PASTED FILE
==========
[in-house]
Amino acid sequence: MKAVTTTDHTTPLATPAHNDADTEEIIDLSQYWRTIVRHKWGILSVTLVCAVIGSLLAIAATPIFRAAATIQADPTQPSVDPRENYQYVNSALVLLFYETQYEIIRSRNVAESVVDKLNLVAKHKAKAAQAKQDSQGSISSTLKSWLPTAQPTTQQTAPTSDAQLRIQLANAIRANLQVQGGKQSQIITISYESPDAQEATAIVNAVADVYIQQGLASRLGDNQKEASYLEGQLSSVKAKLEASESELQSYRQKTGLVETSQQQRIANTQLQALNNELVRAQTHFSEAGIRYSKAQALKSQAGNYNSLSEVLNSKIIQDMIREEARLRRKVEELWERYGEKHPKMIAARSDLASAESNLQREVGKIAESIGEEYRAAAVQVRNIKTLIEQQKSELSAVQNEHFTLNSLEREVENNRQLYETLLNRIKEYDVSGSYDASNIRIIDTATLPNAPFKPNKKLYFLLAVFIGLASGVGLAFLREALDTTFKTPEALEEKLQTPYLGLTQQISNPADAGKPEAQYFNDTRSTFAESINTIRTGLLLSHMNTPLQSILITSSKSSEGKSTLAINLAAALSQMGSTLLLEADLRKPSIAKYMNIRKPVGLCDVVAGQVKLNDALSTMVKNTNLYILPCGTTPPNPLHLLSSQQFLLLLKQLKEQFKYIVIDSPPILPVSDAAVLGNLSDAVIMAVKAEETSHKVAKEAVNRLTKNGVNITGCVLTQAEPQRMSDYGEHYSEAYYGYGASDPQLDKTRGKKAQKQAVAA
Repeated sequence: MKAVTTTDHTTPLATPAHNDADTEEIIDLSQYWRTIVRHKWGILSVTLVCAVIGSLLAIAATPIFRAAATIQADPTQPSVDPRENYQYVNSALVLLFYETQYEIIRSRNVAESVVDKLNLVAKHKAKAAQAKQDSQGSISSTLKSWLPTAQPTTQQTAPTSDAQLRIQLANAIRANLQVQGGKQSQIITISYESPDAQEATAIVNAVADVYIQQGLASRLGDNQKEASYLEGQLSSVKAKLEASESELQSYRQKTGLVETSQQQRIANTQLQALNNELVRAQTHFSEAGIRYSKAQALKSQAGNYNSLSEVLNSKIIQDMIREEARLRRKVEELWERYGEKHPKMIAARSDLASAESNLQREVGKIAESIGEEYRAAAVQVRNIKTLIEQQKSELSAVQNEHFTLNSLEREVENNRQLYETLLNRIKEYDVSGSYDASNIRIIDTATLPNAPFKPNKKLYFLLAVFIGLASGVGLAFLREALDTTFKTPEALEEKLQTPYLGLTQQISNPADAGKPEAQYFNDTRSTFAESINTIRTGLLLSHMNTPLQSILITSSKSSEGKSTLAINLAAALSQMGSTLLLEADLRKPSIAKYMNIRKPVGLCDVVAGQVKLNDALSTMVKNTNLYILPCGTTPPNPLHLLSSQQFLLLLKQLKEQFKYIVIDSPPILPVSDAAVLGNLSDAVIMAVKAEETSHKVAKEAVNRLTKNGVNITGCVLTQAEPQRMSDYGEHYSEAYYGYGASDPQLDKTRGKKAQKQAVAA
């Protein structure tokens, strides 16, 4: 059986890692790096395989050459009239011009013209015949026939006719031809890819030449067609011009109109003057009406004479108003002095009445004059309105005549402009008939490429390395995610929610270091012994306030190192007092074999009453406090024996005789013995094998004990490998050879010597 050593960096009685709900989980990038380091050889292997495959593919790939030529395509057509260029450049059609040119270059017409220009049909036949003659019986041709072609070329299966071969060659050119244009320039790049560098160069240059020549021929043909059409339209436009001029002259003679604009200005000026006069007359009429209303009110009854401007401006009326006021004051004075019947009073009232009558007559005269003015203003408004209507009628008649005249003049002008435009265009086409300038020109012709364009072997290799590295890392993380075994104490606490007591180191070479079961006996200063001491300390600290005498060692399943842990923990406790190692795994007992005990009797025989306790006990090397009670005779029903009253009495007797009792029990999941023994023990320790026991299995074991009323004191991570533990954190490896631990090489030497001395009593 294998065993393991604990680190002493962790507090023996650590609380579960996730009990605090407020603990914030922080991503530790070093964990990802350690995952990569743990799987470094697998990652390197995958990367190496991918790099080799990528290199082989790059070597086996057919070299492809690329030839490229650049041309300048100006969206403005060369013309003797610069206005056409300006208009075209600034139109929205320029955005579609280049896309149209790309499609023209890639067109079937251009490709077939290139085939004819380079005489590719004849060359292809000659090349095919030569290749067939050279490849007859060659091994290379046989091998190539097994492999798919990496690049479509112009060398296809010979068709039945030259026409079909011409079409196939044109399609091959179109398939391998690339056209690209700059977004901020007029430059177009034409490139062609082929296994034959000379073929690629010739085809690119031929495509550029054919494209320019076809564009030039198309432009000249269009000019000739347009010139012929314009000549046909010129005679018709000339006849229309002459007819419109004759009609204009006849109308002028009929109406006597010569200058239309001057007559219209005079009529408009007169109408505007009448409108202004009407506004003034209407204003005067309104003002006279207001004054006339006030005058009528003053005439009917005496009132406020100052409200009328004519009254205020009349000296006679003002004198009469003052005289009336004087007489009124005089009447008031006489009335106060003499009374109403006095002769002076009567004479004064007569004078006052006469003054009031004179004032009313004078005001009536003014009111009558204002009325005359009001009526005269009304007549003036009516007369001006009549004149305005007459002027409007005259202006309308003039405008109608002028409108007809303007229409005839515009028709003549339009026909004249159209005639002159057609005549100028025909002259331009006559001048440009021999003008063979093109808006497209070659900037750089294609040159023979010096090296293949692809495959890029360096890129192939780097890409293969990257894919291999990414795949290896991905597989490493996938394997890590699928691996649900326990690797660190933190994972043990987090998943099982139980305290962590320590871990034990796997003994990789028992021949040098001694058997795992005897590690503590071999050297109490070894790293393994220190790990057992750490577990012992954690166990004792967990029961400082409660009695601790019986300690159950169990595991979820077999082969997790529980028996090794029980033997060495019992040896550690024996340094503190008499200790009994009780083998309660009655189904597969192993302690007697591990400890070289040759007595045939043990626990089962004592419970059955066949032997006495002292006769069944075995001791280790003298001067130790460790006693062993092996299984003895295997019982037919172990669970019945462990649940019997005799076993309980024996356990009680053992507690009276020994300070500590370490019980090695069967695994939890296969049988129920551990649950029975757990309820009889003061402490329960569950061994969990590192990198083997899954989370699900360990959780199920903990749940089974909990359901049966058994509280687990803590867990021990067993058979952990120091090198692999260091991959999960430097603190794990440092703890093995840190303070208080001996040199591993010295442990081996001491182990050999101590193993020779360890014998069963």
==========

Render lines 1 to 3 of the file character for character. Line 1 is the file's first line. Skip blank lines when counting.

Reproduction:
[in-house]
Amino acid sequence: MKAVTTTDHTTPLATPAHNDADTEEIIDLSQYWRTIVRHKWGILSVTLVCAVIGSLLAIAATPIFRAAATIQADPTQPSVDPRENYQYVNSALVLLFYETQYEIIRSRNVAESVVDKLNLVAKHKAKAAQAKQDSQGSISSTLKSWLPTAQPTTQQTAPTSDAQLRIQLANAIRANLQVQGGKQSQIITISYESPDAQEATAIVNAVADVYIQQGLASRLGDNQKEASYLEGQLSSVKAKLEASESELQSYRQKTGLVETSQQQRIANTQLQALNNELVRAQTHFSEAGIRYSKAQALKSQAGNYNSLSEVLNSKIIQDMIREEARLRRKVEELWERYGEKHPKMIAARSDLASAESNLQREVGKIAESIGEEYRAAAVQVRNIKTLIEQQKSELSAVQNEHFTLNSLEREVENNRQLYETLLNRIKEYDVSGSYDASNIRIIDTATLPNAPFKPNKKLYFLLAVFIGLASGVGLAFLREALDTTFKTPEALEEKLQTPYLGLTQQISNPADAGKPEAQYFNDTRSTFAESINTIRTGLLLSHMNTPLQSILITSSKSSEGKSTLAINLAAALSQMGSTLLLEADLRKPSIAKYMNIRKPVGLCDVVAGQVKLNDALSTMVKNTNLYILPCGTTPPNPLHLLSSQQFLLLLKQLKEQFKYIVIDSPPILPVSDAAVLGNLSDAVIMAVKAEETSHKVAKEAVNRLTKNGVNITGCVLTQAEPQRMSDYGEHYSEAYYGYGASDPQLDKTRGKKAQKQAVAA
Repeated sequence: MKAVTTTDHTTPLATPAHNDADTEEIIDLSQYWRTIVRHKWGILSVTLVCAVIGSLLAIAATPIFRAAATIQADPTQPSVDPRENYQYVNSALVLLFYETQYEIIRSRNVAESVVDKLNLVAKHKAKAAQAKQDSQGSISSTLKSWLPTAQPTTQQTAPTSDAQLRIQLANAIRANLQVQGGKQSQIITISYESPDAQEATAIVNAVADVYIQQGLASRLGDNQKEASYLEGQLSSVKAKLEASESELQSYRQKTGLVETSQQQRIANTQLQALNNELVRAQTHFSEAGIRYSKAQALKSQAGNYNSLSEVLNSKIIQDMIREEARLRRKVEELWERYGEKHPKMIAARSDLASAESNLQREVGKIAESIGEEYRAAAVQVRNIKTLIEQQKSELSAVQNEHFTLNSLEREVENNRQLYETLLNRIKEYDVSGSYDASNIRIIDTATLPNAPFKPNKKLYFLLAVFIGLASGVGLAFLREALDTTFKTPEALEEKLQTPYLGLTQQISNPADAGKPEAQYFNDTRSTFAESINTIRTGLLLSHMNTPLQSILITSSKSSEGKSTLAINLAAALSQMGSTLLLEADLRKPSIAKYMNIRKPVGLCDVVAGQVKLNDALSTMVKNTNLYILPCGTTPPNPLHLLSSQQFLLLLKQLKEQFKYIVIDSPPILPVSDAAVLGNLSDAVIMAVKAEETSHKVAKEAVNRLTKNGVNITGCVLTQAEPQRMSDYGEHYSEAYYGYGASDPQLDKTRGKKAQKQAVAA